Seniors work as judges for the Presidential election

Liza Magill, Opinions Editor

Twenty senior government students spent Election Day working as election judges at polling stations around the Twin Cities metro area. These students completed a variety of tasks and were a vital part of the efficiency of the election at these stations.

While working at polling stations, these students helped people vote and were there to answer any questions throughout the day. “Some voters aren’t completely familiar with the voting process so I explain what they need to do to ensure that they vote in a way that the machine will scan, and if they have trouble with the machine or with their ballot I tell them that the ballot has two sides so they don’t miss a side,” senior Elizabeth Vertina said.

After signing up through their government classes, students learned the rules for their specific polling station and began work. These students worked in different shifts depending on their availability, but some students started at 6 a.m. and others continued at the polling stations until the polls close at 8 p.m.

Throughout these seven-hour shifts, students worked at different stations to assist the polling station in a variety of ways. “When I first got [to the polling station] we set up the polling booths and the tables and then my first job was to hand out stickers and make sure the ballots all went in and were counted,” senior Theresa Cameron said. “My second station was registration, and my third station was a demonstration where I helped show how to fill out the ballots.”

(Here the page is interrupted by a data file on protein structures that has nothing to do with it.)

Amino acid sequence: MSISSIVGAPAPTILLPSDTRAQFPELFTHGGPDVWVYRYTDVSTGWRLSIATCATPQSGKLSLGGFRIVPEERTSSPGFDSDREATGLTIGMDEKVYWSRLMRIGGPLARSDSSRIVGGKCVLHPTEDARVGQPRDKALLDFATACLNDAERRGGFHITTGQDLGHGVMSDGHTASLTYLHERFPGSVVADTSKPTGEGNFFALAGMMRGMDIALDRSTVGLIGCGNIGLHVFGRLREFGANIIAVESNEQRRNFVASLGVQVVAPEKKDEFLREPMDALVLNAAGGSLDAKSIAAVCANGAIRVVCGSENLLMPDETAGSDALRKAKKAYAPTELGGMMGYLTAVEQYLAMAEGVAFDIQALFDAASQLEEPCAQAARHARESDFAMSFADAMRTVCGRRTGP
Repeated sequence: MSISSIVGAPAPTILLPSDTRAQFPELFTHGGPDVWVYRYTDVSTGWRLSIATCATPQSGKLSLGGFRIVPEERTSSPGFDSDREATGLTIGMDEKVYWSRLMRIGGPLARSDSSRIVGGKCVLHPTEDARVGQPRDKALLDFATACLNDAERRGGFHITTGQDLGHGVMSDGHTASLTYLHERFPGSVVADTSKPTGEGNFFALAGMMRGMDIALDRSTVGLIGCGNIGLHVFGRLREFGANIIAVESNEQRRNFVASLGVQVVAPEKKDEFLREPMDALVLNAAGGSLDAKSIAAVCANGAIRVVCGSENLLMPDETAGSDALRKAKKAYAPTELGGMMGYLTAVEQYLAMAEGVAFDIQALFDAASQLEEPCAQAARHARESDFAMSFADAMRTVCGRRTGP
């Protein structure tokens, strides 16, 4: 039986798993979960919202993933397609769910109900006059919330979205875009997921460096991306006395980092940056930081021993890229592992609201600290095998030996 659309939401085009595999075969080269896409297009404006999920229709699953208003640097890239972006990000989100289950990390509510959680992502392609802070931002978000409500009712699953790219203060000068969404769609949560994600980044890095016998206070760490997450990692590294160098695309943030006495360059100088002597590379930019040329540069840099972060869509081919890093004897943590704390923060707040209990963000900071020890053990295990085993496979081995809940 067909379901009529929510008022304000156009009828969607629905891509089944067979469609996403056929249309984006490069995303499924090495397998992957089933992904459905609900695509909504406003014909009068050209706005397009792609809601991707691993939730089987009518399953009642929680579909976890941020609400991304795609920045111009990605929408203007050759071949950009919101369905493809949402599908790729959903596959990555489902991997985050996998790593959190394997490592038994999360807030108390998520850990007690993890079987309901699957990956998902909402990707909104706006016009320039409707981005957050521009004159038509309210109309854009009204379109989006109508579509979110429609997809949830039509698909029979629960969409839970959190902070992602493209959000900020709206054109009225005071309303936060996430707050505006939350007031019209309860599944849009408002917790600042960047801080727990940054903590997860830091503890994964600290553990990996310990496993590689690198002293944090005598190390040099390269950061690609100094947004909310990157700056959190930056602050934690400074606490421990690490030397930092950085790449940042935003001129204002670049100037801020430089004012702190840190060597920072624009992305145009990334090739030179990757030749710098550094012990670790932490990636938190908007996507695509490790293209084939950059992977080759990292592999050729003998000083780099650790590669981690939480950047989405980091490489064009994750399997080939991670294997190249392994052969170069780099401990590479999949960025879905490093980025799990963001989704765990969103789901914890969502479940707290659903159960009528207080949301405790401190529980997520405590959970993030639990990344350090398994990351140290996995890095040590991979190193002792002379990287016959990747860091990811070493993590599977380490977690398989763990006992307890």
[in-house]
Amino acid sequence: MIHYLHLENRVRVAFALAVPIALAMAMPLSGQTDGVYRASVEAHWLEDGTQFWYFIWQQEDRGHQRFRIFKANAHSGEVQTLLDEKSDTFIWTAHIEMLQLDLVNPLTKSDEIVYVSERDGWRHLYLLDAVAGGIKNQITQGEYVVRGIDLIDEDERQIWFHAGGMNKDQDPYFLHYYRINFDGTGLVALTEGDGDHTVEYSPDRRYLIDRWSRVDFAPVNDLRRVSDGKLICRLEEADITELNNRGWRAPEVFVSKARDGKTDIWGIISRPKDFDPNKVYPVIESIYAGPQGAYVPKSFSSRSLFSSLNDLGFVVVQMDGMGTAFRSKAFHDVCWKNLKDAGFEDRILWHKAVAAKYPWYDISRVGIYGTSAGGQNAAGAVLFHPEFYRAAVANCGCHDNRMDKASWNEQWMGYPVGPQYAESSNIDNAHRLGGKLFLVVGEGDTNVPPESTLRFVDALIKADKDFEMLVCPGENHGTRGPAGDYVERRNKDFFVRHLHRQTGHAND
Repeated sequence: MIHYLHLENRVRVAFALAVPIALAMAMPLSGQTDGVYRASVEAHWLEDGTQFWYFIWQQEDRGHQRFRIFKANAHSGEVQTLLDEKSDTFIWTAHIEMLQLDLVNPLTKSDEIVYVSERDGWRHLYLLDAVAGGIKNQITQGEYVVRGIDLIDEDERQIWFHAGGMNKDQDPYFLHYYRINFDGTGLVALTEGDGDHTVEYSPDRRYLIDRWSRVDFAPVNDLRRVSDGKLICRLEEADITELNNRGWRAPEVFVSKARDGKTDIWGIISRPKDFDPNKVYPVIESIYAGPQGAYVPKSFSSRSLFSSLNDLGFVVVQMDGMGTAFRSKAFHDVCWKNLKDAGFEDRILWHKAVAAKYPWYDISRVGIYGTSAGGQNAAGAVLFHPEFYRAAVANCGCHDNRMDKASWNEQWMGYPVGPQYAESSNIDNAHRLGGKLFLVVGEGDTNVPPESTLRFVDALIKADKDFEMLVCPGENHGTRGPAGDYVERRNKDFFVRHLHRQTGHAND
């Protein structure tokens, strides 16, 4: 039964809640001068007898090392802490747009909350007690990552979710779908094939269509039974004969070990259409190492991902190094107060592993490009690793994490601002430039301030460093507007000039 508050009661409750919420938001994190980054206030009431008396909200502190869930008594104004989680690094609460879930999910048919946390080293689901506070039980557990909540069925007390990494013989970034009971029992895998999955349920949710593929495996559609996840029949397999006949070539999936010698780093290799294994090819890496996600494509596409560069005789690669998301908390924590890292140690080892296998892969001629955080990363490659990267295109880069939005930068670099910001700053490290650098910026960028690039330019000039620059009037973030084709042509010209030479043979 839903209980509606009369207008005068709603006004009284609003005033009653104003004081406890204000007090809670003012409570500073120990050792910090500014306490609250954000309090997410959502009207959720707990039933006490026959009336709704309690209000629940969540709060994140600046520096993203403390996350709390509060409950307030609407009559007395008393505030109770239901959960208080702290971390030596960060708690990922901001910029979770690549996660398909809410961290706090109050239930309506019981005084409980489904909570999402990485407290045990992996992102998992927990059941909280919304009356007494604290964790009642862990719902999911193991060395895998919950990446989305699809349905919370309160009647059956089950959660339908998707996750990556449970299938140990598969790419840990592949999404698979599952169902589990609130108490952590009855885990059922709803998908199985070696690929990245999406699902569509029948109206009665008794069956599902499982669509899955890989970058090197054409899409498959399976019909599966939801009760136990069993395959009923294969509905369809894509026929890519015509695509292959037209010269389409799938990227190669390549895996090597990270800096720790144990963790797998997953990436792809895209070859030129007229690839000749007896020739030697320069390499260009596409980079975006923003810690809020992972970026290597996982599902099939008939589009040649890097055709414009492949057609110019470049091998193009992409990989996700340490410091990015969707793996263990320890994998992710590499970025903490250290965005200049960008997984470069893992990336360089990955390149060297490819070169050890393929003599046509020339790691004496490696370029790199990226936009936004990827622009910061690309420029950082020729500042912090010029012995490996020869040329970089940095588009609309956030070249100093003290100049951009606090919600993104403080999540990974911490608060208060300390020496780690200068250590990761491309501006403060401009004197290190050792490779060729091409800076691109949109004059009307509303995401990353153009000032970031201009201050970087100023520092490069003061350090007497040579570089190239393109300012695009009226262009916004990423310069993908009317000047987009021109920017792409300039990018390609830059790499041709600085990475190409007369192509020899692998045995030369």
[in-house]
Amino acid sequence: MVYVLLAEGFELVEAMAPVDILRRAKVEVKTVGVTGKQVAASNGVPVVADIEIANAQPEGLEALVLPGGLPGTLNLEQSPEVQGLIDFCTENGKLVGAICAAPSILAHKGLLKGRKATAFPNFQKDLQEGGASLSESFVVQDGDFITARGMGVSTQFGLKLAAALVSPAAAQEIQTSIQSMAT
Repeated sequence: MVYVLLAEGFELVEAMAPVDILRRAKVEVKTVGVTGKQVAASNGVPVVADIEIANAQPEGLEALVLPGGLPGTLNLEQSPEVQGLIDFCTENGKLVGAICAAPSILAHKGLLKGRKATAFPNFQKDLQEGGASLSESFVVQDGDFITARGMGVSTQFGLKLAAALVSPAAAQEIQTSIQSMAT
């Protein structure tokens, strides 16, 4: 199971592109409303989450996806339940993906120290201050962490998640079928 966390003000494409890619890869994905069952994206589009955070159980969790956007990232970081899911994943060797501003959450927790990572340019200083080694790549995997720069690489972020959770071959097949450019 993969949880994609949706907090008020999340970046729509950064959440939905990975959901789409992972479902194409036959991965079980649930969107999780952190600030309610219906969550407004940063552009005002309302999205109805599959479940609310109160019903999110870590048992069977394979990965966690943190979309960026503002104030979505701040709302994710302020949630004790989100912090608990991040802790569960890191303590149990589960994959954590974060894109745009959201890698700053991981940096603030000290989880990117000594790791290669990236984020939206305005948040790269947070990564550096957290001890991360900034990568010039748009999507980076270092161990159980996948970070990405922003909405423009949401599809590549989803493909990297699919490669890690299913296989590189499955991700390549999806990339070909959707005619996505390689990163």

Although the seniors did much work at the polling stations, they couldn’t help voters with everything. “If someone has a question about the wording of an amendment, I don’t have the authority to explain it,” Vertina said. “I have to direct them to someone else who has the authority to or else my explanation might be biased.”

Students from both Benilde-St. Margaret’s and St. Louis Park High School have worked at the Beth-El polling station for many past elections, helping the chairs run the station smoothly. “[How many students work at the station] depends on the individual voting place, but this is a huge voting place and so we’ve had at least two at all times,” said Nanette Malcomson, St. Louis Park polling station co-chair.

“It was definitely long, but it was a learning experience and I got to see all the behinds the scenes information…but it was cool and I’ll probably do it again,” Cameron said.